1. Knowledge that is contained within a person alongside the person’s faculty to act on that knowledge

  2. Knowledge that is communicated and documented

Explicit, Implicit, and Tacit Knowledge

Here is a simple diagram by Nickols (2010) to distinguish explicit, implicit and tacit knowledge. 

Explicit Knowledge

Explicit knowledge is knowledge that is easily expressed, communicated and captured in text documents, diagrams, illustrations, and product specifications among other things. Examples of explicit knowledge includes scientific formulas, computer proograms, industry standards, and company best practices. It is “formal and systematic knowledge” (Nonaka, 1991).

Implicit Knowledge

On the other hand, implicit knowledge is displayed knowledge that can be captured. A simple example would be someone performing a task and how they execute that task is a display of implicit knowledge. Identifying and capturing that implicit knowledge can turn it into explicit knowledge that can be used across similar tasks.

Tacit Knowledge

Tacit knowledge is less tangible and more difficult to articulate and transfer. It is knowledge in the form of individual skills, wisdom, experience and ideas. Unlike explicit knowledge, tacit knowledge is usually passed on through exhaustive exposure to and continuous practice with the person of knowledge. Everyday life examples include language and intuition – knowledge that is harder to systematise or automate. 

Declarative and Procedural Knowledge

Psychologists also classify knowledge into declarative and procedural. But to touch on the terms briefly, declarative knowledge is practically similar to explicit knowledge as it is knowledge that describes facts, methods and procedures. 

Meanwhile procedural knowledge leans more towards the knowledge of doing something. Some experts in the field equate this to implicit knowledge while some view it as tacit knowledge. Regardless of where you stand in this difference of opinion, the fact remains that procedural knowledge is difficult to articulate and document in the form of text, diagrams and so on.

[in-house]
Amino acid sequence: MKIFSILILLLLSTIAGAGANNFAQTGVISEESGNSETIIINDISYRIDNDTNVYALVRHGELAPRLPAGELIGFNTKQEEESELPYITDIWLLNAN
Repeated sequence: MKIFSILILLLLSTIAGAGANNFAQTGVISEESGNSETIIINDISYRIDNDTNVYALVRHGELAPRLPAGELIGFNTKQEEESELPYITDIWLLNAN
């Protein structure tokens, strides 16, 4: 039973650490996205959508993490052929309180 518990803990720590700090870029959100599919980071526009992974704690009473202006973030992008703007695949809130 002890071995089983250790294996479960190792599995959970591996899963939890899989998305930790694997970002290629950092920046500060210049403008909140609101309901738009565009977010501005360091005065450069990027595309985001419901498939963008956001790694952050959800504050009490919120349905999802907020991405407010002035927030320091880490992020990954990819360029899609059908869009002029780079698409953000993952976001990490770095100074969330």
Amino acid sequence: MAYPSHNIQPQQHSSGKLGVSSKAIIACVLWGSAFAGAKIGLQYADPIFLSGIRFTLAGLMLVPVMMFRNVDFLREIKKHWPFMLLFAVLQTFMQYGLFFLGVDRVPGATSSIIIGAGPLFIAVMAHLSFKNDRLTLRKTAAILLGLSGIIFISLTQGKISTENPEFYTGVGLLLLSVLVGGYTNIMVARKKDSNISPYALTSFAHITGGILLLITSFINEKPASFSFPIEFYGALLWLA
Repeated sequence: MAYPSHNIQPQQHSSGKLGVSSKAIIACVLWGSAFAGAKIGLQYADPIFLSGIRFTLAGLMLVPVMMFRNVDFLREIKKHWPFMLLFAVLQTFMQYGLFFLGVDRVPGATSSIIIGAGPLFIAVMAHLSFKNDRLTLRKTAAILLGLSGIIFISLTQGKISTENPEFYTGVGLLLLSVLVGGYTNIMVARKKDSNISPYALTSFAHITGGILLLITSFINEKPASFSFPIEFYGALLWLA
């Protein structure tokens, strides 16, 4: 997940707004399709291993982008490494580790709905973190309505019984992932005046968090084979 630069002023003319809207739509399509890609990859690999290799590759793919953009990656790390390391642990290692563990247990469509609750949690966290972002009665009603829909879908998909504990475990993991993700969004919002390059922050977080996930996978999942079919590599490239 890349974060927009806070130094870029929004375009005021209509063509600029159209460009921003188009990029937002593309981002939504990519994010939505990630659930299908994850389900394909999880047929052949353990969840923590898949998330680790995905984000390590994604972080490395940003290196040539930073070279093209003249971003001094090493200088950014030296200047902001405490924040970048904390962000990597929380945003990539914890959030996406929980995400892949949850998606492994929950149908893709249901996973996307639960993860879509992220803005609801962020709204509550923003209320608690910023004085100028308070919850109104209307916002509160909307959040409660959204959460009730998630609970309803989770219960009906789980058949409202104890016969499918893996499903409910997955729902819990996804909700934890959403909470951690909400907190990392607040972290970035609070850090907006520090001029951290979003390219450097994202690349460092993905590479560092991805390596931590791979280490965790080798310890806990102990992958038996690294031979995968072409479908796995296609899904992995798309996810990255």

Practical Use of Knowing the Terms

Why did we have to go in depth with all the different terminologies? It all comes down to effectively identifying what to capture, share and transfer within your company. Understanding what data, information, knowledge and the types of knowledge are is fundamental to driving your organisation’s success. 

Maximise Your Company Potential Through Efficient Knowledge Management

Your company’s success depends on how you catalog and utilise all the data, information, experiences, and random knowledge you have acquired through individual employees and as an organisation. Filing explicit knowledge is not enough. To remain competitive, it is imperative that your company has the means to transfer and translate tacit knowledge of high-performing employees to their peers.

Elium is an easy online tool that can help your team effectively capture individual knowledge so they can store and share critical know-hows of their work process. Turn data and information into actionable knowledge through Elium’s unique collaboration space where employees can share best practices and individual experiences as a learning point for their peers. 

Download our company-wide guide to find out how Elium can empower your organisation today. Or sign up for a free trial to start building a knowledge-driven workplace.